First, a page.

BEIRUT -- Thousands of protesting students in Lebanon called on their government to take action yesterday against a recent wave of terrorist bombings, including one over the weekend that wounded a prominent journalist opposed to Syria's role in the country.
Lebanon's interior minister, Hassan Sabei, acknowledged that the government has been struggling to keep the country secure against what he called ''some kind of phantom."
May Chidiac, a veteran news anchor and talk show host, lost her left arm and leg after a bomb exploded in her car Sunday.
Chidiac was attacked in the town of Jounieh, north of Beirut. Doctors said Chidiac was in intensive care.
Chidiac, who is in her 40s, works for the Lebanese Broadcasting Corporation, a popular private station at home and abroad. It opposes a Syrian role in Lebanon.
The attack on the broadcaster, and the demonstrations, were reminiscent of an upheaval this year, when protests after the assassination in February of Rafik Hariri, the former prime minister, forced the Syrian-backed government to resign, and Damascus to withdraw its army.
This time the political landscape is different. Anti-Syrian groups are now in government. They are sharing power with some of Syria's allies, and are divided among themselves.
Hundreds of students at the private Notre Dame University, where Chidiac teaches journalism, and at other university campuses began the protests. They had been called by student groups representing Christian and Muslim political factions opposed to Syria.
The students demanded that the Syrian security system be rooted out, and said that system was responsible for the bombings.
''Let us immediately act to confront this terrorist monster, and finish off the remnants of the security system," the students said in a statement, referring to forces whom Syria and its Lebanese allies have long used to control the country.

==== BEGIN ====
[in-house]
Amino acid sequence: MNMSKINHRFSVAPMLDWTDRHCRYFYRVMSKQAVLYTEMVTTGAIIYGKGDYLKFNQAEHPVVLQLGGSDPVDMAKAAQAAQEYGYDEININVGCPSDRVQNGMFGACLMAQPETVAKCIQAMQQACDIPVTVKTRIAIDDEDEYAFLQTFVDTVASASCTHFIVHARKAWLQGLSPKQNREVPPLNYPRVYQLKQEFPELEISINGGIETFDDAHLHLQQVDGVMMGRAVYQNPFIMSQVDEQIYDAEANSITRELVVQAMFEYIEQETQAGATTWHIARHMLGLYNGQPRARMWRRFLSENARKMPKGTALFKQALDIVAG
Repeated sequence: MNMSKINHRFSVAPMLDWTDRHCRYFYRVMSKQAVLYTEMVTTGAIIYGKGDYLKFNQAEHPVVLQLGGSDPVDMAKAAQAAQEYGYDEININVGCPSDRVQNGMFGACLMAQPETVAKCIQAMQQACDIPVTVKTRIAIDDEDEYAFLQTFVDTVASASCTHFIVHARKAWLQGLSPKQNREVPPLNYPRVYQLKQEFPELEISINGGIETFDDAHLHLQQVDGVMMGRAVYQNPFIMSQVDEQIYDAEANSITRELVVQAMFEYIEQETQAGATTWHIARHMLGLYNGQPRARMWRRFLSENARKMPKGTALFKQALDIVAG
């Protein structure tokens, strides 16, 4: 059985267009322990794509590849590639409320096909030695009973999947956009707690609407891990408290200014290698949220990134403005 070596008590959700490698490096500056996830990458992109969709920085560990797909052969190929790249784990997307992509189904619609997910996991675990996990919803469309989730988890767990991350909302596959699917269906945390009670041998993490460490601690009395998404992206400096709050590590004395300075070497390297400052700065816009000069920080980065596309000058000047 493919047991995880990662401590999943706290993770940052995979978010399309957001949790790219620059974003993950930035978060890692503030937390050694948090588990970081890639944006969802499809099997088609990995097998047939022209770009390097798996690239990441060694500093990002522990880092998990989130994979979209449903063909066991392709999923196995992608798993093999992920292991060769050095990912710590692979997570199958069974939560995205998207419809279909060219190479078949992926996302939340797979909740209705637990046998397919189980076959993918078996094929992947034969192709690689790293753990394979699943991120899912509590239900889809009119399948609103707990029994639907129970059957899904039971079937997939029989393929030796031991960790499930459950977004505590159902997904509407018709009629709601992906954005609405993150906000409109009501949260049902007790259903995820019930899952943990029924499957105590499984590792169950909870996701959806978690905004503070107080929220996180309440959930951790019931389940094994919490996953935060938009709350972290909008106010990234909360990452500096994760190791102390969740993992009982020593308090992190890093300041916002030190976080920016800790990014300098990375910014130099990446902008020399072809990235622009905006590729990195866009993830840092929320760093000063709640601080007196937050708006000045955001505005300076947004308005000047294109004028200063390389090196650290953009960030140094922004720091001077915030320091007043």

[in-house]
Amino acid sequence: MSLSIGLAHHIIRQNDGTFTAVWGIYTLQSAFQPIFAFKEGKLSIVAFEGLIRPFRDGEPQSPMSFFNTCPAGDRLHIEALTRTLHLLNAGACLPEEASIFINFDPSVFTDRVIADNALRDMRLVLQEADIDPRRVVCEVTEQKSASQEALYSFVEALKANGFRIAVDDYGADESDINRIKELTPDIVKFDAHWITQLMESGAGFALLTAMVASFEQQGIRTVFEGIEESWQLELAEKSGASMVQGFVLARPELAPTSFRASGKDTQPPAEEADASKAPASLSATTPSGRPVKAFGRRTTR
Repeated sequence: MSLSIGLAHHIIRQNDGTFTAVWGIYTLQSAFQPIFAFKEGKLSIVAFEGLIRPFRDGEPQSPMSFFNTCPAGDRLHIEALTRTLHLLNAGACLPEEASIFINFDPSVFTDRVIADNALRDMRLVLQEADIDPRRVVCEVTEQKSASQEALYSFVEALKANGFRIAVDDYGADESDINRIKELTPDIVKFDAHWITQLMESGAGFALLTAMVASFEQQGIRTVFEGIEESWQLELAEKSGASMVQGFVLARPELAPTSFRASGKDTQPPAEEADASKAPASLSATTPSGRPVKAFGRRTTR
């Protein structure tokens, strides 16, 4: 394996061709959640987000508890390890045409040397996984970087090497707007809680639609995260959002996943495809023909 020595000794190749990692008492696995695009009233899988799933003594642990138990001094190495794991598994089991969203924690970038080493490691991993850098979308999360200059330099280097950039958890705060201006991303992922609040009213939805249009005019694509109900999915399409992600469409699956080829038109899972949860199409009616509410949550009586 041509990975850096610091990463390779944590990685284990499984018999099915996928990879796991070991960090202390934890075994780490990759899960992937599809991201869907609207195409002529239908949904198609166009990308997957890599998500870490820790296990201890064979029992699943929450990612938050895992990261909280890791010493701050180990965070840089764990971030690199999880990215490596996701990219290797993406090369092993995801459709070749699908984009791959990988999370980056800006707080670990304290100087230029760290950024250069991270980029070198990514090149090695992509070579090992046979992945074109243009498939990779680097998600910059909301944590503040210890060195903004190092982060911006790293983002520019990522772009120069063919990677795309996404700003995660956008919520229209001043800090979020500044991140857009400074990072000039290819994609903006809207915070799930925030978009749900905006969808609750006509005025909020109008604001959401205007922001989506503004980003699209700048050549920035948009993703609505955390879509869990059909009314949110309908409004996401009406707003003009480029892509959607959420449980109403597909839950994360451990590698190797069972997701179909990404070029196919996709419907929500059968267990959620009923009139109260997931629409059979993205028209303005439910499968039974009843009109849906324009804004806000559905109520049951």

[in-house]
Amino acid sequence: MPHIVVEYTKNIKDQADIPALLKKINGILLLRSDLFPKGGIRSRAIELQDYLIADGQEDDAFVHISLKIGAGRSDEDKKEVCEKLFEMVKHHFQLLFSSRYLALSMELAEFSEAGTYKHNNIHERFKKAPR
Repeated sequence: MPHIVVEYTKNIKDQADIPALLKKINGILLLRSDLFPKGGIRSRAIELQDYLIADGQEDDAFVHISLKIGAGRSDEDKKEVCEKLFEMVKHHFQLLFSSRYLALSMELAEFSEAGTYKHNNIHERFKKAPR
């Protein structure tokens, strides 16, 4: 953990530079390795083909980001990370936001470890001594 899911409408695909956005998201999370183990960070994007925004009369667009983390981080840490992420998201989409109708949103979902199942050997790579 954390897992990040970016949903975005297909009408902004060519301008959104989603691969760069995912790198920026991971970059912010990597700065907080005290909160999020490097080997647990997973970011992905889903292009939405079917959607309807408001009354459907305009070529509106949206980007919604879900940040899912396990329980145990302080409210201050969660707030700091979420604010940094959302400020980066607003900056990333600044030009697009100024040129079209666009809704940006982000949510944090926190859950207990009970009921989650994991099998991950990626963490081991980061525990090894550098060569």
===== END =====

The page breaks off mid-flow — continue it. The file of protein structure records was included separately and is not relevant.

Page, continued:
Yesterday afternoon, politicians and journalists joined about 4,000 students on a seaside square in central Beirut for a moment of silence and a prayer for Chidiac's recovery.
Flanking a bullet-scarred statue, a symbol of Lebanon's quest for independence, many waved Lebanese flags as well as those of Christian groups such as the Phalange Party and the Lebanese Forces, as well as the Democratic Left movement.
A man carrying a sign reading ''Enough" along with a symbol of the cross and the Koran, Islam's holy book.
About 50 veiled Shi'ite Muslim female students from Hezbollah, a pro-Syrian group, joined the protest in solidarity. Some carried pictures of Chidiac.
''We will confront the terrorism with the weapons of national unity and we will confront the criminals with a peaceful, political revolution," Daniel Spiro, a student leader from the Lebanese Forces, a Christian group, told the crowd.
The Lebanese are awaiting the findings of a UN investigation into the murder of Hariri. That could implicate Syria and some of its allies in Lebanon, raising fears of more violence as the inquiry nears its conclusion in late October.
The chairman of Chidiac's broadcasting network, Pierre Daher, said the station would not be cowed by the attack and criticized the government's failure to halt the wave of bombings.
Sabei, the interior minister, acknowledged the government was finding it difficult to break the chain of attacks.
''We are facing some kind of phantom, a certain person or party, who are professionals and who have hatched a terrorist plot and are carrying it out," he said.